9. The portable multi-fragrance compositional dispensing system according to claim 1, wherein the microcapsules have a median volume-weighted particle size of from 2 microns to 80 microns.
10. The portable multi-fragrance compositional dispensing system according to claim 1, wherein the aqueous based composition further comprises a second fragrance material encapsulated within the microcapsules.
11. The portable multi-fragrance compositional dispensing system according to claim 1, wherein the aqueous based composition is essentially free of a material selected from the group consisting of: a propellant; ethanol; a detersive surfactant; and combinations thereof.
12. The portable multi-fragrance compositional dispensing system according to claim 1, wherein the volatile solvent based composition is a sprayable liquid, and the aqueous based composition is a formulation selected from: mousses; gels; solids; creams; lotions; ointments; solutions; emulsions; films; and combinations thereof.
13. The portable multi-fragrance compositional dispensing system according to claim 1, wherein the volatile solvent is a branch or unbranched C1 to C10 alkanyl, alkenyl or alkynyl having at least one alcohol moiety.
14. A method of providing a longer lasting fragrance, the method comprising:
(a) providing a portable multi-fragrance compositional dispensing system according to claim 1;
(b) dispensing a dose of an aqueous based composition to a situs; and
(c) dispensing a dose of a volatile solvent based composition to the situs;
wherein the aqueous based composition and the volatile solvent based composition are dispensed simultaneously or sequentially, in either order.
US15/354,587 2015-11-27 2016-11-17 Multi-component fragrance dispensing apparatus Active US10029267B2 (en)

Priority Applications (2)

Application Number Priority Date Filing Date Title
US201562260334P true 2015-11-27 2015-11-27
US15/354,587 US10029267B2 (en) 2015-11-27 2016-11-17 Multi-component fragrance dispensing apparatus

Applications Claiming Priority (1)

Application Number Priority Date Filing Date Title
US15/354,587 US10029267B2 (en) 2015-11-27 2016-11-17 Multi-component fragrance dispensing apparatus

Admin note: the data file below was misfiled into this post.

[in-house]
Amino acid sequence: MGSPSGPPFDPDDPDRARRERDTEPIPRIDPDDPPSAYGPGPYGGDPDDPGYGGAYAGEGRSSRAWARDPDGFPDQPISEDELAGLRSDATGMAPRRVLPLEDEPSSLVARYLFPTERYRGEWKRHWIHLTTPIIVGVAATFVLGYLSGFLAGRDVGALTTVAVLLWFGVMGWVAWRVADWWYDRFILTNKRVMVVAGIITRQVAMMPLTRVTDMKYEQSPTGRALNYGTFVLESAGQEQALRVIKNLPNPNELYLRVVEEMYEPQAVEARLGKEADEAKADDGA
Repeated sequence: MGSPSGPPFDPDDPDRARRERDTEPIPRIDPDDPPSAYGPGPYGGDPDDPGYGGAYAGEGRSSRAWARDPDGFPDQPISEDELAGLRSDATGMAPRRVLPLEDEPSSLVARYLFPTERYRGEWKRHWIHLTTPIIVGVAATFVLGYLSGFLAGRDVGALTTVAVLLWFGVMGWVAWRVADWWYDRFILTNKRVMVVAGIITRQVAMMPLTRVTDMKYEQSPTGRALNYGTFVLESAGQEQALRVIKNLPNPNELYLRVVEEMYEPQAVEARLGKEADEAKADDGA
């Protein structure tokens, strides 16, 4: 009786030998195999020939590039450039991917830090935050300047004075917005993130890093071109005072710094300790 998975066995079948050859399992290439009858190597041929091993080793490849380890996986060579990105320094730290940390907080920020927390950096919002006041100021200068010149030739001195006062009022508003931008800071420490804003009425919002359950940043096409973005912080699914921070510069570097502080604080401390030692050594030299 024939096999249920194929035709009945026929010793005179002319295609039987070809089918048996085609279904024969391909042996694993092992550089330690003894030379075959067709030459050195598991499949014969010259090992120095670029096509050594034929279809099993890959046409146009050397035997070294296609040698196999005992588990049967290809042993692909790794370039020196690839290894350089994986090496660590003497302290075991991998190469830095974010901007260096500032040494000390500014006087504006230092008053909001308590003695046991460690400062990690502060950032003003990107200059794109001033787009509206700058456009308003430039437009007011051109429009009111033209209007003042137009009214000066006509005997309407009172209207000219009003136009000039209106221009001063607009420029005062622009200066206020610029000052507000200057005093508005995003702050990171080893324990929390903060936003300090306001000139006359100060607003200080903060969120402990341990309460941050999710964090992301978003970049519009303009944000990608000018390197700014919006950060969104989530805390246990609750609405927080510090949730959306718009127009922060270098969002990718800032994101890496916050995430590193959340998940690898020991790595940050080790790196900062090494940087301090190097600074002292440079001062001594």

Publications (2)

Publication Number Publication Date
US20170151579A1 US20170151579A1 (en) 2017-06-01
US10029267B2 true US10029267B2 (en) 2018-07-24

Family

ID=57460620

Family Applications (1)

Application Number Title Priority Date Filing Date
US15/354,587 Active US10029267B2 (en) 2015-11-27 2016-11-17 Multi-component fragrance dispensing apparatus

Country Status (3)

Country Link
US (1) US10029267B2 (en)
EP (1) EP3380248A1 (en)
WO (1) WO2017091421A1 (en)

Citations (45)

* Cited by examiner, † Cited by third party
Publication number Priority date Publication date Assignee Title
GB1182520A (en) 1968-04-08 1970-02-25 Devilbiss Co Airless Dual Component Spray Gun
US4428869A (en) * 1981-08-20 1984-01-31 International Flavors & Fragrances Inc. Cologne consisting of microcapsule suspension
US4826048A (en) 1986-04-29 1989-05-02 Ing. Erich Pfeiffer Gmbh & Co. Kg Dispenser for manually discharging plural media
US5967372A (en) 1996-11-05 1999-10-19 Lir France Bottle for the measured distribution of fluid products and process for its production
US6454135B1 (en) 2001-09-18 2002-09-24 Owens-Illinois Closure Inc. Dual liquid dispensing packages
EP1176945B1 (en) 1999-05-07 2004-11-03 THE PROCTER &amp; GAMBLE COMPANY Cosmetic compositions
WO2005018785A1 (en) 2003-07-25 2005-03-03 Wella Aktiengesellschaft Multi-constituent packaging comprising a static micromixer
US20050113282A1 (en) 2003-11-20 2005-05-26 Parekh Prabodh P. Melamine-formaldehyde microcapsule slurries for fabric article freshening
US20050226900A1 (en) 2004-04-13 2005-10-13 Winton Brooks Clint D Skin and hair treatment composition and process for using same resulting in controllably-releasable fragrance and/or malodour counteractant evolution
US20060102656A1 (en) 2004-11-17 2006-05-18 Troost Erik H Multi-compartment storage and delivery containers and delivery system for microencapsulated fragrances
US20060205617A1 (en) 2003-08-13 2006-09-14 Holzner Gunter W Packaged product
US7195135B1 (en) * 1999-07-29 2007-03-27 Valois S.A.S Dispenser having a hinged dispensing head
US20070140042A1 (en) 2004-06-04 2007-06-21 Gerhard Schanz Multicomponent packaging with static micromixer
US7335631B2 (en) 2002-09-09 2008-02-26 Symrise, Inc. Encapsulated perfume compositions in hair and skin products which release a burst of fragrance after initial topical application
US7524809B2 (en) * 2004-02-27 2009-04-28 The Procter & Gamble Company Multiple use fabric conditioning composition with improved perfume